Table 1 Comparison of different GEMs for different Clostridia

After preliminary construction, two evaluation modes were used to test the model at the qualitative and quantitative levels. For qualitative testing, 11 carbon and 2 nitrogen sources tested in vivo were selected to validate the integrity of the metabolic pathway in the GEM. As shown in Table 2, in the draft model, arabinose and glycerol as carbon sources and urea as nitrogen sources could not be utilized in silico owing to no gene-associated reactions for arabinose catabolism and transporter reaction for glycerol and urea. Therefore, based on the feature of C. tyrobutyricum in vivo, some reactions were supplemented, and the refined model could reach corresponding metabolic characteristics in silico (Table 2). For quantitative evaluation, the data from batch fermentation in a 5-L bioreactor were used as constraining conditions. The values for NGAM and GAM were preliminarily set as 5 and 40 mmol ATP/g CDW/h according to the model of C. acetobutylicum [24]. In this condition, the specific cell growth rate in silico (Additional file 1: Table. S1) was calculated as 0.17 h−1. Then, by further regulating GAM value to 35 mmol ATP/g CDW/h, the specific growth rate could be improved to 0.18 h−1, which was very close to the logarithmic phase-specific growth rate in vivo 0.20 ± 0.05 h−1 (Fig. 1C and Additional file 1: Table. S1). To examine whether the dataset we adopted was specific to the model, this study compared the specific cell growth rate with the data from other literature. As shown in Additional file 1: Table. S1, the specific growth rates in vivo ranged from 0.15 ± 0.02 to 0.28 ± 0.03 h−1, and our experimental data and fitted values matched well within this range. It demonstrated that the coefficients of the biomass compositions and the values of NGAM and GAM in the GEM were appropriate for fitting to cell growth and end-product distribution.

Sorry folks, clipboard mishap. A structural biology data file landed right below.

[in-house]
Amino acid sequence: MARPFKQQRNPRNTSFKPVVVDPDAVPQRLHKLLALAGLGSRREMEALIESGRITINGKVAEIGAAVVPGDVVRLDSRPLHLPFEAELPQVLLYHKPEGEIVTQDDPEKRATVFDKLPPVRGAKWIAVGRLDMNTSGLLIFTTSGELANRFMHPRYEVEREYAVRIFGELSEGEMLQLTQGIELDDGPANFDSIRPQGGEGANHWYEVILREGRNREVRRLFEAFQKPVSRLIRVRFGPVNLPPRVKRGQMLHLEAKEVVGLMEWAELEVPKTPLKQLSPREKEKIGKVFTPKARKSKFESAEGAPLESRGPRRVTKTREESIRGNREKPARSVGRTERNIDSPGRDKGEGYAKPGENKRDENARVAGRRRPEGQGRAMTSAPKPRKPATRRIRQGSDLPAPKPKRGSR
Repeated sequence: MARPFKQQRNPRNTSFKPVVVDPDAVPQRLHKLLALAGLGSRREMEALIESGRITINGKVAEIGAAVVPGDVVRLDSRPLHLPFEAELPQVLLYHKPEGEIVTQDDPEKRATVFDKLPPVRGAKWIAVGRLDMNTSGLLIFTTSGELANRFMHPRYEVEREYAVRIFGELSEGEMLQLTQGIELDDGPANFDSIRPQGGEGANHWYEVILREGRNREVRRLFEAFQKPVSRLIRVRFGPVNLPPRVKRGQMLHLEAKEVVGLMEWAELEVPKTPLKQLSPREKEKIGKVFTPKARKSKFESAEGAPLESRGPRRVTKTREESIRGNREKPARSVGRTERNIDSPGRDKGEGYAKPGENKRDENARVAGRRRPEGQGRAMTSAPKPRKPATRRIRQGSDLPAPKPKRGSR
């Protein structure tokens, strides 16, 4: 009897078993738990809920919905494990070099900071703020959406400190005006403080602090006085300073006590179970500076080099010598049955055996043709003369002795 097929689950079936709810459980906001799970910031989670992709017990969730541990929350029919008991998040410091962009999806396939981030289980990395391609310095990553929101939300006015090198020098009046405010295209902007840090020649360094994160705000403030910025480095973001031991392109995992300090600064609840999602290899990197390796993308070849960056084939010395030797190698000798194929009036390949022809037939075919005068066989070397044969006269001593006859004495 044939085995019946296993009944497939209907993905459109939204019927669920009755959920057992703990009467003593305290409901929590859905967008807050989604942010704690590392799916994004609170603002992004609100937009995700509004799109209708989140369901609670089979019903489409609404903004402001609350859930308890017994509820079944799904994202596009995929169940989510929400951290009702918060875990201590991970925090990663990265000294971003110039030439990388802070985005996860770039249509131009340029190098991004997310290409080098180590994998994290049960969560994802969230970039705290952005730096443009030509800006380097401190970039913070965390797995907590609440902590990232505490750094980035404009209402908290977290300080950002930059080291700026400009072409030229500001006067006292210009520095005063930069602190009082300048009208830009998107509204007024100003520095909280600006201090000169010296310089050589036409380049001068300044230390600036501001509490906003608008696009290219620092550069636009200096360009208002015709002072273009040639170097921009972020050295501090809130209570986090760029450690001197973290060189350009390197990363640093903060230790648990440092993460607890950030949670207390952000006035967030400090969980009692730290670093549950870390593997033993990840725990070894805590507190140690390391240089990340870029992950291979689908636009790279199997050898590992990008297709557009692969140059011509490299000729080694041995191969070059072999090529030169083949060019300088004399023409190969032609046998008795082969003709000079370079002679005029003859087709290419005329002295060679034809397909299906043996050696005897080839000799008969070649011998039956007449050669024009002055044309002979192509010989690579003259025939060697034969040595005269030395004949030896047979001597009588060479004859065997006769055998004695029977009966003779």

Table 2 Comparison of carbon and nitrogen utilization between in vivo and in silico dataa

In silico analysis of the coupling metabolic relationship

For exploring the coupling metabolic relationship in silico, the specific butyrate production rate was set from 0 to 4 mmol/g CDW/h. Then the specific production rates of H2, CO2, acetate, lactate, and the specific growth rate were extracted to analyze the coupling relationship with butyrate production rate. As shown in Fig. 2A left, H2, CO2, acetate production and cell growth showed a positive coupling relationship with the specific butyrate production from 0 to 2 mmol/g CDW/h. In contrast, lactate production showed a negative coupling relationship in this range. When the specific butyrate production rate further increased (from 2.5 to 4 mmol/g CDW/h), the H2 and acetate production were negatively correlated with butyrate production. Moreover, butyrate production has little impact on the cell growth and CO2 emission. These results indicated that iCT583 could model the coupling metabolic feature in vivo. This coupling characteristic could be used as foundation for in silico analysis of the metabolic flux distribution and the cofactor turnover mode; whereas, at the high butyrate production level, the negative coupling relationship could attribute to the competitive carbon flux and reducing power consumption for butyrate synthesis.

Fig. 2
figure 2